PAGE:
Wilson had a second opportunity to talk to his class by Skype which was a special treat. I am sure that it is hard to hang out with your parents 24/7 and your best play buddy is your sister. That being said, the two of them are getting along very well (most of the time) and are each others best friends. Both the kids got started on some online typing lessons that they are both enjoying, and Wilson put the finishing touches on his coffee and soup projects for school.
Wilson Skyping his class from the tree fort at our place in Cape Town
Then there was the play.
There is so much to do in the Cape Town and Cape of Good Hope region, that there is no shortage of adventures to be had.
Deb and I love to hike, and thankfully the kids love it too (well, maybe Wilson more than Lulu). We took the gondola up to the top of Table Mountain, which is notorious for being under a blanket of clouds, but on the day we went, it was picture perfect.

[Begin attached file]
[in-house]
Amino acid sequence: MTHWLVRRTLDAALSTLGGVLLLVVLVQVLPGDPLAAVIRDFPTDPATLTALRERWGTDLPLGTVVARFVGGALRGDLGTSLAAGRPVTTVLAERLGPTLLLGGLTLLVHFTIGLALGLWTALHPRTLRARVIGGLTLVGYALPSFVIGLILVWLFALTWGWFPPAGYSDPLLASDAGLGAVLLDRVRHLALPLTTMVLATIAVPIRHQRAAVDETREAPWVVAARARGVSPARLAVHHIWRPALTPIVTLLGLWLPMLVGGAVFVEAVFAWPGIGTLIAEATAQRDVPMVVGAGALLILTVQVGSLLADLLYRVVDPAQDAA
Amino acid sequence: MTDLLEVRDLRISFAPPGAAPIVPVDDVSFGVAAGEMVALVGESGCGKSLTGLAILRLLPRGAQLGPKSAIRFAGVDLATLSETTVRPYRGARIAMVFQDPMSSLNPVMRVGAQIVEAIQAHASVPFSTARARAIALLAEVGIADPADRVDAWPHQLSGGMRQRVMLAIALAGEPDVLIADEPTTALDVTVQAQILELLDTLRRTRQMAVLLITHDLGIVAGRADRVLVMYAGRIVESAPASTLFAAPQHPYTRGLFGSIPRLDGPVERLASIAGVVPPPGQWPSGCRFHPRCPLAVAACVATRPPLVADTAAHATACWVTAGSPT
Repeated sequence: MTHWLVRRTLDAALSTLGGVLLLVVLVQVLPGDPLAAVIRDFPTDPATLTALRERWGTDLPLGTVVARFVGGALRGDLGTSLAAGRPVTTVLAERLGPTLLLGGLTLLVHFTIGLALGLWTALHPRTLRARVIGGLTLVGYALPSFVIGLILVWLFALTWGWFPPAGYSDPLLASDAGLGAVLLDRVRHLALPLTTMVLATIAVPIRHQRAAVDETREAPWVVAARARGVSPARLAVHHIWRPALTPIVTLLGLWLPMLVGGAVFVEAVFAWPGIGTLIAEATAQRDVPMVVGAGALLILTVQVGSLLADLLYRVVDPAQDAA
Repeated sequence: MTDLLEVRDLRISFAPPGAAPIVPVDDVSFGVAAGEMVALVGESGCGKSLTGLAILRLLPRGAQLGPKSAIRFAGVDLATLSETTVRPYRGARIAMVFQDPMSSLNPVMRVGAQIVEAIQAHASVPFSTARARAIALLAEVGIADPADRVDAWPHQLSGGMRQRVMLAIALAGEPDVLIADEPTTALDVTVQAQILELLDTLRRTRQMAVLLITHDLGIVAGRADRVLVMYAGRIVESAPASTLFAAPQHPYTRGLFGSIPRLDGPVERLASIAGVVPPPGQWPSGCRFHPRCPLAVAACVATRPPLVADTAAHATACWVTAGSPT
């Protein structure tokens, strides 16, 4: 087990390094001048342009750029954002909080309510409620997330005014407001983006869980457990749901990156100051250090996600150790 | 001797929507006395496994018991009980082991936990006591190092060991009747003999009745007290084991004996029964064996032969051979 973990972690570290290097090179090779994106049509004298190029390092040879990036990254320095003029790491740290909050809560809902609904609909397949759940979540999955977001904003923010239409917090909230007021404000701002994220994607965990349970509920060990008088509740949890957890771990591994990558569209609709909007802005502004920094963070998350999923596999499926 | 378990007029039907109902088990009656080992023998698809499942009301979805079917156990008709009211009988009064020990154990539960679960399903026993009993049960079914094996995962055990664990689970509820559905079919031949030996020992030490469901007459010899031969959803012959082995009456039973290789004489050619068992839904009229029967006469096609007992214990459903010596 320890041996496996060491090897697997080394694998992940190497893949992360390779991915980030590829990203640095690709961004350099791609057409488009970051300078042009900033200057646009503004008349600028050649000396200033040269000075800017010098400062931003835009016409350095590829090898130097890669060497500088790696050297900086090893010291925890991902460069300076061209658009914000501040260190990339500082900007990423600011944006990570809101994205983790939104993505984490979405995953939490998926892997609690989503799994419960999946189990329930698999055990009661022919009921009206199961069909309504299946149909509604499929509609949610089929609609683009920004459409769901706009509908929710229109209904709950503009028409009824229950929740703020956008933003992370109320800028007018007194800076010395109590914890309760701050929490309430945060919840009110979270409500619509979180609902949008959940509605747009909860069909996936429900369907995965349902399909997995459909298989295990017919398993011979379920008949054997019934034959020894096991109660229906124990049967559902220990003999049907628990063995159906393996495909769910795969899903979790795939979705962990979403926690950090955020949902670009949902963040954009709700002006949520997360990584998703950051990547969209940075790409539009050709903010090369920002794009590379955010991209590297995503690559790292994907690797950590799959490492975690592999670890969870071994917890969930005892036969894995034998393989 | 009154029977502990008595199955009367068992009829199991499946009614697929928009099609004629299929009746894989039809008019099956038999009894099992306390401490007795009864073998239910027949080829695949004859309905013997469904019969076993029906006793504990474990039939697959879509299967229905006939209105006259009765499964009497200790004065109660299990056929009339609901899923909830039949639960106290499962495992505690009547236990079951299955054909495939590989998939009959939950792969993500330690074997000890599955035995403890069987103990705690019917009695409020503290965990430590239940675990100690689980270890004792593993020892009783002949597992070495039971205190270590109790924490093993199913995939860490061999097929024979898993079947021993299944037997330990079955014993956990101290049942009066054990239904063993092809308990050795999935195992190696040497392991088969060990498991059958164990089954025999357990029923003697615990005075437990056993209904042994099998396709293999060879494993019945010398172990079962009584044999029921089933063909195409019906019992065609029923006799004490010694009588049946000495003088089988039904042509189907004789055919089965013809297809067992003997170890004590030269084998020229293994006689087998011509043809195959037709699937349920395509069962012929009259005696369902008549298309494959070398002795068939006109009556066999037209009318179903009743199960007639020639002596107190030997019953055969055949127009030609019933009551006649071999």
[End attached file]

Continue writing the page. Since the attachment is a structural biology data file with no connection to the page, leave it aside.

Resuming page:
There was a thin veil of clouds spilling off of the top of the mountain, and it gradually cleared as we walked around and enjoyed the views and alpine low scrub vegetation that existed on the top.
We had another chance to geocache on the top of the mountain, which is always a lot of fun. We found it, but had to be secretive as there were a lot of “muggles” (yes, the Harry Potter term for normal folk … but in geocaching it means non-geocachers) around. So you have to make sure no one is looking at you when you are looking and logging your find.
The last time that Deb and I were in Cape Town, we didn’t get the chance to go up Table Mountain as it was clouded over, so it was a nice treat to get up there and create some new memories with the kids. We could have hiked around the top for days as it connects with a line of other peaks called the Twelve Apostles.
While we were on top we explored around, having fun with the alpine scrub and playing around, jumping from rock to rock.
We could have spent all day up here as there are a number of hikes on the top that would have resulted in magnificent views of the area.